politics and practice of CETI

Communication with extraterrestrial intelligence (CETI) is one of the most fundamental political issues facing humanity.

CETI is at a crossroads

Every year astronomers confirm more exoplanets and become better at finding smaller ones with Earth-like characteristics. Within a generation we will likely detect planets beyond our solar system with temperatures and atmospheres similar to Earth. We may even observe signs of extraterrestrial intelligence. As a result, CETI (sometimes referred to as METI) is undergoing a revival not seen since the heyday of the Space Age in the 1960s and 1970s.

There are many fundamental questions concerning communication with potential extraterrestrial intelligence: Should we initiate contact? If we detect a signal, should we reply? What type of message, if any, should we send? Most importantly, who has the right to decide whether and how to communicate with intelligence beyond Earth?

The International Academy of Astronautics proposes that the United Nations Committee on the Peaceful Uses of Outer Space make these decisions. However, if we detect extraterrestrial intelligence, the reality is that many others will claim precedence: the home country of the observatory that detected the signal, the home country of the astronomer(s) who detected the signal, the astronomers themselves, various scientific organizations, political and religious leaders, etc. CETI is currently politically dormant, but in the event of signal detection, it will become one of the most important issues.

CETI is a global existential threat

The most fundamental political questions concern global existential threats: events that could destroy human civilization or disrupt the delicate ecosystem of our planet. Some existential threats are beyond foreseeable human control. Massive volcanic eruptions could release carbon dioxide and start runaway global warming. Conversely, the solar system could pass through an interstellar dust cloud, attenuating sunlight enough to tumble us into another ice age. Our Sun’s output could increase or decrease unexpectedly. The Earth’s magnetic field could collapse, wiping out many species. A small black hole could wander through our planet.

On the other hand, some global existential threats might respond to human intervention. We may be able to detect and deflect the next asteroid before it initiates waves of mass extinctions. By continuing to avoid the use of nuclear weapons, we prevent a hypothetical nuclear winter that would cause worldwide starvation. If we can wean off fossil fuels and become more efficient in our energy use, we can mitigate global warming. If we understand our impact on the environment more thorougly, we can head off crises such as the collapse of agriculture from declining bee populations, or the return of the Black Plague or rise of other global pandemics.

In order to solve these events, we might harness the power of developing technologies such as CRISPR  and artificial intelligence. However, these solutions could bring their own problems. The widespread ability to alter genes makes it easier to create bioweapons. The motivations of intelligences with inhuman speed, knowledge, and control will become opaque to us.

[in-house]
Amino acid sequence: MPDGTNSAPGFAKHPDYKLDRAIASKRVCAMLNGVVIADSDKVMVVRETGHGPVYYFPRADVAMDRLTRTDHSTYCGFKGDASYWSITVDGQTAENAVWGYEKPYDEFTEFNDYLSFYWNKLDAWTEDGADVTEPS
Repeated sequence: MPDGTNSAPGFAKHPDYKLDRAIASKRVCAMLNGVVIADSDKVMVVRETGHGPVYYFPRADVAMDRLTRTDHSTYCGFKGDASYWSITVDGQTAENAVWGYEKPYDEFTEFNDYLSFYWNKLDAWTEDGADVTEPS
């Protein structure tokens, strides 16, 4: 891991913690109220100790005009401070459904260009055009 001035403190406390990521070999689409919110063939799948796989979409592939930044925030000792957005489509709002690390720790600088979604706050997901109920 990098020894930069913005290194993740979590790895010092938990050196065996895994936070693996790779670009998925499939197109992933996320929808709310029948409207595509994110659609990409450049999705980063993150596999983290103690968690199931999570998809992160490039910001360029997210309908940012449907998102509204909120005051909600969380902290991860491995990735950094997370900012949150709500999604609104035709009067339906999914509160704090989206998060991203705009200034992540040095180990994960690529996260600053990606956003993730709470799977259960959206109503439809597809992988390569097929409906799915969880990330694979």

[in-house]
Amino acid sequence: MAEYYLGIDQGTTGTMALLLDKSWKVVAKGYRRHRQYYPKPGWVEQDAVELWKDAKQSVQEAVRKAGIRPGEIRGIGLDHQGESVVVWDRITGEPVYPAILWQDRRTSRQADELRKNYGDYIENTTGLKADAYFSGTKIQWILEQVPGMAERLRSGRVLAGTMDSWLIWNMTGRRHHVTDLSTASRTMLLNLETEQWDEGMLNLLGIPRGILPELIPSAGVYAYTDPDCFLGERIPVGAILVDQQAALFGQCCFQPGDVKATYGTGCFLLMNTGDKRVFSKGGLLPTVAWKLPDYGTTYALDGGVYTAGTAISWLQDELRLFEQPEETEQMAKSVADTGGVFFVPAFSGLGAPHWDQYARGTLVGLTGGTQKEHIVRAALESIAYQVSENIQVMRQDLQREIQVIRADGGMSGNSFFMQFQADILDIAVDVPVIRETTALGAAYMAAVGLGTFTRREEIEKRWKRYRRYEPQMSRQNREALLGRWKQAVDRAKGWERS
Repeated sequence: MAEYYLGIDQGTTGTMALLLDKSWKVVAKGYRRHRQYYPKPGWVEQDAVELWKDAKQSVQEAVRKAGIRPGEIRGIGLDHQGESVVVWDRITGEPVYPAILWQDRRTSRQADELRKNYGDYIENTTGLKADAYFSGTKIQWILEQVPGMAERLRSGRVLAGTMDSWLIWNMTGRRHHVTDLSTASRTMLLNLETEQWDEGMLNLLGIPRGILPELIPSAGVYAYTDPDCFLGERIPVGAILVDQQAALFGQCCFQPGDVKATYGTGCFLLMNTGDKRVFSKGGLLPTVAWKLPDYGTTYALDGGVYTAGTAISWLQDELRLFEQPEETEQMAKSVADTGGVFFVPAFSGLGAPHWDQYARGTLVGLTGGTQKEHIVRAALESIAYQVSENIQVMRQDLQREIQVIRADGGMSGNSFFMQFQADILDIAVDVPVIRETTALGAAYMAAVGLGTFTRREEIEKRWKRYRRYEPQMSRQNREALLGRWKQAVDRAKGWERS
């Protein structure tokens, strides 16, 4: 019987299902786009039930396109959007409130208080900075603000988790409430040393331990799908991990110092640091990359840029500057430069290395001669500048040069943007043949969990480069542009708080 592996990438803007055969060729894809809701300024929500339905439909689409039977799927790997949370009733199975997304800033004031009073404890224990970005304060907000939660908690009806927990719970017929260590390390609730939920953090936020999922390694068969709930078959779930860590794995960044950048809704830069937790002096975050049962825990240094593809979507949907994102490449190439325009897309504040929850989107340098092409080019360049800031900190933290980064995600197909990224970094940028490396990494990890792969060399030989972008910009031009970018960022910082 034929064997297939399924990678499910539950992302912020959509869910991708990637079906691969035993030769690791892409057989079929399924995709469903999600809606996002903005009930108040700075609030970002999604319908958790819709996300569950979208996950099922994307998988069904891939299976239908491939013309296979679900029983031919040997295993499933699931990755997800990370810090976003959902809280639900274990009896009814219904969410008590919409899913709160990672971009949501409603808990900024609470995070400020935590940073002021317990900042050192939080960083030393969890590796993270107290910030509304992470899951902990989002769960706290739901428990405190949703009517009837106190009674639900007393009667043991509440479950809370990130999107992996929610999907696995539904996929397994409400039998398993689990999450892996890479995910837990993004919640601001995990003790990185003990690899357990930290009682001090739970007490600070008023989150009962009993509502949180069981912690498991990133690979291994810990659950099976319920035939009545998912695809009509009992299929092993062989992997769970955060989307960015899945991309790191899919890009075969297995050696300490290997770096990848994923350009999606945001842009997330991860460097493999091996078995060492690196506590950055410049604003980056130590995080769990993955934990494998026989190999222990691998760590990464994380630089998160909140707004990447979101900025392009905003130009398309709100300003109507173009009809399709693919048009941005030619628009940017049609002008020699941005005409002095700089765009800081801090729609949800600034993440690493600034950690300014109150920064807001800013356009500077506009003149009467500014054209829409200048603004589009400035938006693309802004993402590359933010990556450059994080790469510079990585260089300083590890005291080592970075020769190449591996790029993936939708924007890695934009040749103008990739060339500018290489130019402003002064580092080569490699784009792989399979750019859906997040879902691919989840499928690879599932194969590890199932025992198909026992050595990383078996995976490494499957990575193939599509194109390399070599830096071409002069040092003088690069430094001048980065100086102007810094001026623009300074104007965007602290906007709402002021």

Communication with potential extraterrestrial intelligence is clearly a global existential threat. Throughout our own history, more technologically advanced humans often display little regard for other species and cultures on first contact.

the need to practice ceti

Despite the global existential threat, many will want to communicate with extraterrestrial intelligence because the exchange of knowledge could bring great benefits to humanity. Furthermore, we humans thrive on and crave connection with others. It may simply be impossible to prevent every individual on the planet from attempting to send a signal.

However, we are not politically ready to face the important decisions surrounding CETI. In this sense, we are fortunate that we have not yet detected extraterrestrial intelligence, because we still have time to build cultural infrastructure to prepare ourselves.

Science fiction in print and on screen provides a great start, imagining possible consequences of communicating with other intelligences. However, narratives alone are insufficient. We need people to engage in decisions that resemble the ones they would make for CETI. We need as many such models as we can dream and develop, to provide alternative perspectives. These models can prepare us for making CETI decisions in the future.

One of my projects, Earth Tapestry, invites visitors to identify locations that are delightful, awe-inspiring, ingenious, information-rich, durable, famous, irreplaceable, and noble. Earth Tapestry’s process of democratic deliberative curation invites the user to consider what to include and what to exclude in a message to unknown future recipients. I created the project so that anyone — not just experts — can participate in determining the most important places on the planet. I will store this data on the Moon: the current limit of humanity’s sandbox, as well as the traditional boundary between ourselves and the heavens.

Just as I hope we are not alone in the universe, I hope this project will not stand alone. Musicians practice before playing on the big stage. Likewise, we must practice CETI in advance of the real thing.

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